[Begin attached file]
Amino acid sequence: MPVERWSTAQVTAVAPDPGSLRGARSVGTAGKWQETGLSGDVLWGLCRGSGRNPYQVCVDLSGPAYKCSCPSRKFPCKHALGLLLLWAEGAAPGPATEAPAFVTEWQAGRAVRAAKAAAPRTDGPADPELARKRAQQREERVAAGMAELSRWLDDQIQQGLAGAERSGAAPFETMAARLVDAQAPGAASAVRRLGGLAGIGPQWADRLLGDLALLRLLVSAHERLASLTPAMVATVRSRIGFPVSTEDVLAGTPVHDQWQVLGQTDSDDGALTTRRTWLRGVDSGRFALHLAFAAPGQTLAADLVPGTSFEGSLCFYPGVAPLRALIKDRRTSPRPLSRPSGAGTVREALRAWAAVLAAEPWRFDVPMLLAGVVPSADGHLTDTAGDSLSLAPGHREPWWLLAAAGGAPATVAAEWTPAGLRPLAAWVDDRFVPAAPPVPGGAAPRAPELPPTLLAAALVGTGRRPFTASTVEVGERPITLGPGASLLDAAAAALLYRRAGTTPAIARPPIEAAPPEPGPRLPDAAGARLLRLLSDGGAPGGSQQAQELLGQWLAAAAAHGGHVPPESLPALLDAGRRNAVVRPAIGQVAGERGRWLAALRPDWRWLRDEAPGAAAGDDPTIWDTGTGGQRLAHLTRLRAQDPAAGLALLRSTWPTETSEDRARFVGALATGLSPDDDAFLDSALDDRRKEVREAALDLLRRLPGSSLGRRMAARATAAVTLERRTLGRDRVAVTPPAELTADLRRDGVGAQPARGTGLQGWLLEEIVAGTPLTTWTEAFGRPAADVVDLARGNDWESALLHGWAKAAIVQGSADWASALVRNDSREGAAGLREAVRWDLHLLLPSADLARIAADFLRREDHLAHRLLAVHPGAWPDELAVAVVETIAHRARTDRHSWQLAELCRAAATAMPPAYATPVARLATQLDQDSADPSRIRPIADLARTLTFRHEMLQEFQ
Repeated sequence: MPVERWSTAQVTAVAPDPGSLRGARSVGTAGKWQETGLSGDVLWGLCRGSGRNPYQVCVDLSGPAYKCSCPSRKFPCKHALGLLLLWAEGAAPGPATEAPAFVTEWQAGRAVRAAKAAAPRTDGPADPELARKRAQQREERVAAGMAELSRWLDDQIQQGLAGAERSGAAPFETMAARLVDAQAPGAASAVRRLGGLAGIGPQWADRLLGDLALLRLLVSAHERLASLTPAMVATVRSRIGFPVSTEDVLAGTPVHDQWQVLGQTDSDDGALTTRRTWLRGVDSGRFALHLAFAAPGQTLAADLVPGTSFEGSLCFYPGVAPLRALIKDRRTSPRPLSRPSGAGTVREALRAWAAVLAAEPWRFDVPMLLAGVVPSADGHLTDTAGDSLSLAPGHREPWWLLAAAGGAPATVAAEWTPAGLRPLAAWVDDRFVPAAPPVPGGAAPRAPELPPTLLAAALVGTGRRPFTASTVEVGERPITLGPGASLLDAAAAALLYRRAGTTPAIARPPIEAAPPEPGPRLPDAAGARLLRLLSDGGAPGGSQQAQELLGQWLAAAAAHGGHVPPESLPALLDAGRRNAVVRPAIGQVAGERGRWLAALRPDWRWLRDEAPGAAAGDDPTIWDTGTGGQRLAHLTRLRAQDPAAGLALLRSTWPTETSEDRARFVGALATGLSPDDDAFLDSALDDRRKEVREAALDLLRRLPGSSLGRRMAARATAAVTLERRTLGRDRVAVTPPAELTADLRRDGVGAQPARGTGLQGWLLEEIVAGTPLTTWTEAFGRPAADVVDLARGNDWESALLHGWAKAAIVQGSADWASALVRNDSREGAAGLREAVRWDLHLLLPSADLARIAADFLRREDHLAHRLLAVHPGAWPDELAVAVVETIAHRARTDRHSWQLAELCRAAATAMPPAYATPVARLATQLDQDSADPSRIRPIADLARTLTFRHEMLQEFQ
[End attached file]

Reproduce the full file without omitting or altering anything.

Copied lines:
Amino acid sequence: MPVERWSTAQVTAVAPDPGSLRGARSVGTAGKWQETGLSGDVLWGLCRGSGRNPYQVCVDLSGPAYKCSCPSRKFPCKHALGLLLLWAEGAAPGPATEAPAFVTEWQAGRAVRAAKAAAPRTDGPADPELARKRAQQREERVAAGMAELSRWLDDQIQQGLAGAERSGAAPFETMAARLVDAQAPGAASAVRRLGGLAGIGPQWADRLLGDLALLRLLVSAHERLASLTPAMVATVRSRIGFPVSTEDVLAGTPVHDQWQVLGQTDSDDGALTTRRTWLRGVDSGRFALHLAFAAPGQTLAADLVPGTSFEGSLCFYPGVAPLRALIKDRRTSPRPLSRPSGAGTVREALRAWAAVLAAEPWRFDVPMLLAGVVPSADGHLTDTAGDSLSLAPGHREPWWLLAAAGGAPATVAAEWTPAGLRPLAAWVDDRFVPAAPPVPGGAAPRAPELPPTLLAAALVGTGRRPFTASTVEVGERPITLGPGASLLDAAAAALLYRRAGTTPAIARPPIEAAPPEPGPRLPDAAGARLLRLLSDGGAPGGSQQAQELLGQWLAAAAAHGGHVPPESLPALLDAGRRNAVVRPAIGQVAGERGRWLAALRPDWRWLRDEAPGAAAGDDPTIWDTGTGGQRLAHLTRLRAQDPAAGLALLRSTWPTETSEDRARFVGALATGLSPDDDAFLDSALDDRRKEVREAALDLLRRLPGSSLGRRMAARATAAVTLERRTLGRDRVAVTPPAELTADLRRDGVGAQPARGTGLQGWLLEEIVAGTPLTTWTEAFGRPAADVVDLARGNDWESALLHGWAKAAIVQGSADWASALVRNDSREGAAGLREAVRWDLHLLLPSADLARIAADFLRREDHLAHRLLAVHPGAWPDELAVAVVETIAHRARTDRHSWQLAELCRAAATAMPPAYATPVARLATQLDQDSADPSRIRPIADLARTLTFRHEMLQEFQ
Repeated sequence: MPVERWSTAQVTAVAPDPGSLRGARSVGTAGKWQETGLSGDVLWGLCRGSGRNPYQVCVDLSGPAYKCSCPSRKFPCKHALGLLLLWAEGAAPGPATEAPAFVTEWQAGRAVRAAKAAAPRTDGPADPELARKRAQQREERVAAGMAELSRWLDDQIQQGLAGAERSGAAPFETMAARLVDAQAPGAASAVRRLGGLAGIGPQWADRLLGDLALLRLLVSAHERLASLTPAMVATVRSRIGFPVSTEDVLAGTPVHDQWQVLGQTDSDDGALTTRRTWLRGVDSGRFALHLAFAAPGQTLAADLVPGTSFEGSLCFYPGVAPLRALIKDRRTSPRPLSRPSGAGTVREALRAWAAVLAAEPWRFDVPMLLAGVVPSADGHLTDTAGDSLSLAPGHREPWWLLAAAGGAPATVAAEWTPAGLRPLAAWVDDRFVPAAPPVPGGAAPRAPELPPTLLAAALVGTGRRPFTASTVEVGERPITLGPGASLLDAAAAALLYRRAGTTPAIARPPIEAAPPEPGPRLPDAAGARLLRLLSDGGAPGGSQQAQELLGQWLAAAAAHGGHVPPESLPALLDAGRRNAVVRPAIGQVAGERGRWLAALRPDWRWLRDEAPGAAAGDDPTIWDTGTGGQRLAHLTRLRAQDPAAGLALLRSTWPTETSEDRARFVGALATGLSPDDDAFLDSALDDRRKEVREAALDLLRRLPGSSLGRRMAARATAAVTLERRTLGRDRVAVTPPAELTADLRRDGVGAQPARGTGLQGWLLEEIVAGTPLTTWTEAFGRPAADVVDLARGNDWESALLHGWAKAAIVQGSADWASALVRNDSREGAAGLREAVRWDLHLLLPSADLARIAADFLRREDHLAHRLLAVHPGAWPDELAVAVVETIAHRARTDRHSWQLAELCRAAATAMPPAYATPVARLATQLDQDSADPSRIRPIADLARTLTFRHEMLQEFQ